I am not a Christian but I agree with Bills statement regarding any Religion being emphasized in a Public school. If they want to teach the history of Religion then they must give equal time and attention to all. And to have a person who is well educated in each one teach on it. Not a teacher who may have bias one way or the other.

  6. Pastor B Stevens says:

    Separation of church and state —- incidents like this just pushes people even further away .

  7. Jesus + kittens = love says:

    christians are being persecuted all around this country. This nation is going to hell. women complain that they are being persecuted if they cant murder there babys or gays act like victims if someone doesn’t bake them cakes meanwhile this guy is fired just for sharing the love of Jesus. Who are the real victims here? christians

    1. Tiny Cabin says:

      Seriously? He’s a State cop. I don’t pay him to talk about his fables. He has a job, and it’s NOT spreading religion.

      And read your Bible. Abortion is not murder. It is theft. Because a baby doesn’t have a soul until it has drawn its first breath. Look it up…it’s in there. If anyone causes the death of a fetus, he shall pay to the father a fine, for the fetus is his property. If, however, anyone kills a baby born of a wife, they shall be put to death. It isn’t a baby. It’s a soulless fetus until it breathes.

      What about Christians who act like G-d will strike them down if they bake a cake for a gay couple, but completely ignore their multiple marriages, eating of pork and shellfish, their greed, their indifference to the suffering of others, etc? G-d only cares about who is sleeping with whom, right?

      Christians are not the victims. They have been the oppressors for centuries. Now the “Other People” want some equality. You know the “Other People”…they’re the ones that magically exist in the Land of Nod for Cain to go marry one of their daughters. Even though Adam and Eve are allegedly the first people. And they had Cain and Abel – no mention of anyone else.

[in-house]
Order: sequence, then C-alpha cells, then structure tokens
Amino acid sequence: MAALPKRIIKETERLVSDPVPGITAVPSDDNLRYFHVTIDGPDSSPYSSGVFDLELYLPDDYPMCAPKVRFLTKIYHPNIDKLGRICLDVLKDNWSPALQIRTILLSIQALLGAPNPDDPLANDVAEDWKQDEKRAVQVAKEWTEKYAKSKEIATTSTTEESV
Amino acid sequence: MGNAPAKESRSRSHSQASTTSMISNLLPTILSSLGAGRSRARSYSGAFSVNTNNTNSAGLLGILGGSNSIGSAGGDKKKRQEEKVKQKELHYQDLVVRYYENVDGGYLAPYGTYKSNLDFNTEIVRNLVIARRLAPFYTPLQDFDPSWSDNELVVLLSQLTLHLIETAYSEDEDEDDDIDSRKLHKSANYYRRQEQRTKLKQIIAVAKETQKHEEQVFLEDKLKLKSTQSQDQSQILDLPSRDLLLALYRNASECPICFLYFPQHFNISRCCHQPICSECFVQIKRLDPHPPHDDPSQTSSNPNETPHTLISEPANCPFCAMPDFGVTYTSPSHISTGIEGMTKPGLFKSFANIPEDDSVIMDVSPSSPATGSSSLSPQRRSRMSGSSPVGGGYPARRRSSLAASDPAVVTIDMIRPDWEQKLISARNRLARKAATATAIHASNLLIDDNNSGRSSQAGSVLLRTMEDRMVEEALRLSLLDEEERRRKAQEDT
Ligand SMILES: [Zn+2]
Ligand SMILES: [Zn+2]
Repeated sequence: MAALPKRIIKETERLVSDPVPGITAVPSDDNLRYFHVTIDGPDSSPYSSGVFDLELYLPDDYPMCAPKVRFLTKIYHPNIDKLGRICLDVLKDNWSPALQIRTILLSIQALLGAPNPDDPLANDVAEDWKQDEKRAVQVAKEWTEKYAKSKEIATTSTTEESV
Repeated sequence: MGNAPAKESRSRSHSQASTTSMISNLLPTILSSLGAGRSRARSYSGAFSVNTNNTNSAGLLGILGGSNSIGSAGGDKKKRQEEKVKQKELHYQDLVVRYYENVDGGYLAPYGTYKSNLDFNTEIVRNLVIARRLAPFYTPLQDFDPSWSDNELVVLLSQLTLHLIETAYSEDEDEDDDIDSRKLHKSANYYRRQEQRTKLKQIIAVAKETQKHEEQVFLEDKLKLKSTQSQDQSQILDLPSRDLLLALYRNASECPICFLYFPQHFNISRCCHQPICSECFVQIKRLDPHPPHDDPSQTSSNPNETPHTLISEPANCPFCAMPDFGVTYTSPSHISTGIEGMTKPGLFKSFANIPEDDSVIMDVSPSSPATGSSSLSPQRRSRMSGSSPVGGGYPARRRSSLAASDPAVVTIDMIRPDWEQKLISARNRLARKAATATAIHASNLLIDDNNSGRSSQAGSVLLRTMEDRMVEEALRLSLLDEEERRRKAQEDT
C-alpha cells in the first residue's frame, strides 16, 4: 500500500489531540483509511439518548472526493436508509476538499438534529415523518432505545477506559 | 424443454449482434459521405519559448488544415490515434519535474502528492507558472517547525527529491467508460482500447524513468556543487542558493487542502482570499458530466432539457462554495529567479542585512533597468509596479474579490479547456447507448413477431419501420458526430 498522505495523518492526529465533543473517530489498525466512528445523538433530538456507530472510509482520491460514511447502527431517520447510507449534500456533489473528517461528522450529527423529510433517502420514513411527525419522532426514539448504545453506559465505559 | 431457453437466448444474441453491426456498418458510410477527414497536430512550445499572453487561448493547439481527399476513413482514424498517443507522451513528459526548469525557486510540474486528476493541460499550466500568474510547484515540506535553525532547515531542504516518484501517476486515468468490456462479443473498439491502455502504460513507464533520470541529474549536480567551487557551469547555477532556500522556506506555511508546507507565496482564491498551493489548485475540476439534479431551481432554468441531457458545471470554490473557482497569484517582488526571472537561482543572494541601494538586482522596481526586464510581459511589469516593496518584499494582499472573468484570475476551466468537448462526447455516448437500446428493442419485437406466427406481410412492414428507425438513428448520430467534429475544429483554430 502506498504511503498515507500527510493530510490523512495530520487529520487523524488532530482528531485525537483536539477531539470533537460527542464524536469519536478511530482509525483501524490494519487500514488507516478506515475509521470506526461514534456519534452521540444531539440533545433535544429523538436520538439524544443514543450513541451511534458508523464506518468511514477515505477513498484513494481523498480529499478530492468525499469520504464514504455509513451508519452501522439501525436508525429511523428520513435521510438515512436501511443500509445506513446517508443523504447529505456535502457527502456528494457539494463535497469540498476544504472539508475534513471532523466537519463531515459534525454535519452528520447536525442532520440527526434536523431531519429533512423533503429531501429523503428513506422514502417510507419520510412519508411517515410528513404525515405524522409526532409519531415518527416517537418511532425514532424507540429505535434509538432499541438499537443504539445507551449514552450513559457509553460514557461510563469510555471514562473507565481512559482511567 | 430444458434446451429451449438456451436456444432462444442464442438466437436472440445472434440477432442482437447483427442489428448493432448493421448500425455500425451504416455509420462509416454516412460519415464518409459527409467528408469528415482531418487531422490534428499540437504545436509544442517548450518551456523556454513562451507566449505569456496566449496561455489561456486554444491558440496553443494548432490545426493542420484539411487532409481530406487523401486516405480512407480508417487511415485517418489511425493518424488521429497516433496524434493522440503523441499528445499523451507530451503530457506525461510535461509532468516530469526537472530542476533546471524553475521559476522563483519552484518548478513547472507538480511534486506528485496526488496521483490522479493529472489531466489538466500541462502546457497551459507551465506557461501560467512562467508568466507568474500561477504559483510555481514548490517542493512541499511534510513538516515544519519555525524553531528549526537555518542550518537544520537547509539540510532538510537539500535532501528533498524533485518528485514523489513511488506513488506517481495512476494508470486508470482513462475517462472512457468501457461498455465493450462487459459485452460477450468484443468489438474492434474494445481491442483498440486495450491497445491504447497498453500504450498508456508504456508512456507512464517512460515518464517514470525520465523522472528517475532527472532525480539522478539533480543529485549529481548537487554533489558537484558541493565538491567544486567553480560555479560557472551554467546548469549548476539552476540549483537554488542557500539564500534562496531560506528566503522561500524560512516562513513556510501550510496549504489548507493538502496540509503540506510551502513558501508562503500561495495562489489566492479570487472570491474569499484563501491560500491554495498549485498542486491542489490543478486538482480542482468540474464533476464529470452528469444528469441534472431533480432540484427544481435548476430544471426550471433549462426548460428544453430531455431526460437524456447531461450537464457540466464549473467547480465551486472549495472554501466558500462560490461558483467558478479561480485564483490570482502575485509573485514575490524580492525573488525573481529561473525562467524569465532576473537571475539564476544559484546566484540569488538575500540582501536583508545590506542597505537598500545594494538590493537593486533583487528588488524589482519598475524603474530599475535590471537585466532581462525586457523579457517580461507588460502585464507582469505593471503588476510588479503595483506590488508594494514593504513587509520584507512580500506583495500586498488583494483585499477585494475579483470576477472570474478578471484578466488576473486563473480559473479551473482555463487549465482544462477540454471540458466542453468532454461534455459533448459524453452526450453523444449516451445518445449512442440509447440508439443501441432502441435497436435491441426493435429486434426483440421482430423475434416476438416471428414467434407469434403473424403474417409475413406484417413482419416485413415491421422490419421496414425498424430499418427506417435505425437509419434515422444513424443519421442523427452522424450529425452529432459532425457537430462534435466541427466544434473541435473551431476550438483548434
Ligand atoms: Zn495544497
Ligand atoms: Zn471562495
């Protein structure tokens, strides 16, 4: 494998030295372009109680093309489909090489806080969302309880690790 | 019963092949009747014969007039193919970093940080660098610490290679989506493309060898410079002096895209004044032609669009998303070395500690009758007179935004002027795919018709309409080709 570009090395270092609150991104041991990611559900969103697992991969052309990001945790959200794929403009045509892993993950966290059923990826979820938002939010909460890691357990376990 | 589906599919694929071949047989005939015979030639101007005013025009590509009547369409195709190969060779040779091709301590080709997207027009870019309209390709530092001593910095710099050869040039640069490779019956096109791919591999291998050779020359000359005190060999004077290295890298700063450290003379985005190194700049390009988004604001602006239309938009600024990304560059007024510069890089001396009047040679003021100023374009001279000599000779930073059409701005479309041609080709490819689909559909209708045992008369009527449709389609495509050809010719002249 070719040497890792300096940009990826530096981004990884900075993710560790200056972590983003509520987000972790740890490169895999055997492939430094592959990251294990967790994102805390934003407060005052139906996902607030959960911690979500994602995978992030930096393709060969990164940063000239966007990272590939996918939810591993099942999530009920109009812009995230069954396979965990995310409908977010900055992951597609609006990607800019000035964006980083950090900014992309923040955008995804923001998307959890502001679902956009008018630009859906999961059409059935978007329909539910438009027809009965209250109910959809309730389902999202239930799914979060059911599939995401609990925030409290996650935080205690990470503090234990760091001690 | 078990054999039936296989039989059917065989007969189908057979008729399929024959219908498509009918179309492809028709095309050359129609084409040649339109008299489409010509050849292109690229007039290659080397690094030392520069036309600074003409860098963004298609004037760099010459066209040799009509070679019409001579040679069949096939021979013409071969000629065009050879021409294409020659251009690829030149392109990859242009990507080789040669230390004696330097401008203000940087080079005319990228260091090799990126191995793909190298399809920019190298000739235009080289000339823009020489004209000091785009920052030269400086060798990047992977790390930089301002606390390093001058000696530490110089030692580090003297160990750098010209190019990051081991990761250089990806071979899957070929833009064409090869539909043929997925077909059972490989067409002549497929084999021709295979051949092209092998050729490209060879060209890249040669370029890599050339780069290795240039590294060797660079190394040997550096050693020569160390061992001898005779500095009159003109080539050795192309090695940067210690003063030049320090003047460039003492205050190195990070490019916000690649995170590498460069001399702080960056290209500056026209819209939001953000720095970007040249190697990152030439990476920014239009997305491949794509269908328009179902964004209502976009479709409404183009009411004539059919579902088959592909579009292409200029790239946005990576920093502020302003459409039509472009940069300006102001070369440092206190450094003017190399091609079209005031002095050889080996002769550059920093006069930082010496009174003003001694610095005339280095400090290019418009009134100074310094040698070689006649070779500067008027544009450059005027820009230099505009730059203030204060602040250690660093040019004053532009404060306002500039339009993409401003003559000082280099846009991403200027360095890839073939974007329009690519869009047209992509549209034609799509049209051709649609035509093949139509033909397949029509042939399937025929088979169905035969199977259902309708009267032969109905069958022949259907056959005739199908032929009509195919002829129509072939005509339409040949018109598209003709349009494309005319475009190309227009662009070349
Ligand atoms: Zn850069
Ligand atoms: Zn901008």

1. Susan Colmenares says:

        This needs a like button.

      2. Carol says:

        Best post I’ve read today! Thank you!!

      3. Sheila Morrison says:

        So much THIS!

      4. Fay says:

        Hi all Fay here. I am a pagan and have been telling people for a long time about the other people in the land of Nod. So many don’t know what I am talking about. I live in a small rural town in New South Wales, Australia, and some of the locals would still like to burn me at the stake. I believe we all have a slice of the pie. Blessed Be

    2. Richard Craig says:

      You’ve got it half right–Kittens are real, Jesus is not.

      1. Fay says:

        Hi Richard, in my own opinion and it is only mine. Jesus was a real person, a nice pagan guy who hung out with his 12 good mates and taught metaphysics and hands on healing (you know like Reiki ) just my opinion
        Blessed Be

        1. Carol says:

          I enjoyed the picture I got in my mind when I read your post Fay

    3. Bob says:

      Christians are being persecuted? Seriously? Because people are starting to stand up to you car-lot, pick-your-own-option-from-the-bible hypocrites? Because we won’t be cowed by your demand that we live our lives according to YOUR dictates and beliefs? Because we are no longer willing to be denied our Constitutional rights because a book that was written and re-written many times to suit the prejudices and needs of a particular time? Here’s a suggestion, you poor persecuted christian; live YOUR life the way you want and stay out of everyone else. Hapily, within another couple of generations, your mythology will be a thing of the past.

      1. Carol says:

        Yeah! What Bob said.
        Thanks Bob

        1. captainwolfe says:

          Maybe Bob should invest in a spell check program WOW!

  8. SW says:

    It’s good to see that he was treated equally.
    He was warned about his behaviour and continued to preach while working. He should have saved his job first rather then being a martyr.
    A true Christian would not have so much hate towards women and gays and others that don’t conform to their norms. Rather love, empathy and
    excepting others for who they are and what their own faith is.
    When you truly find God in you, you will find God in others.
    Jesus and God = Love
    Let’s have love and equality for all.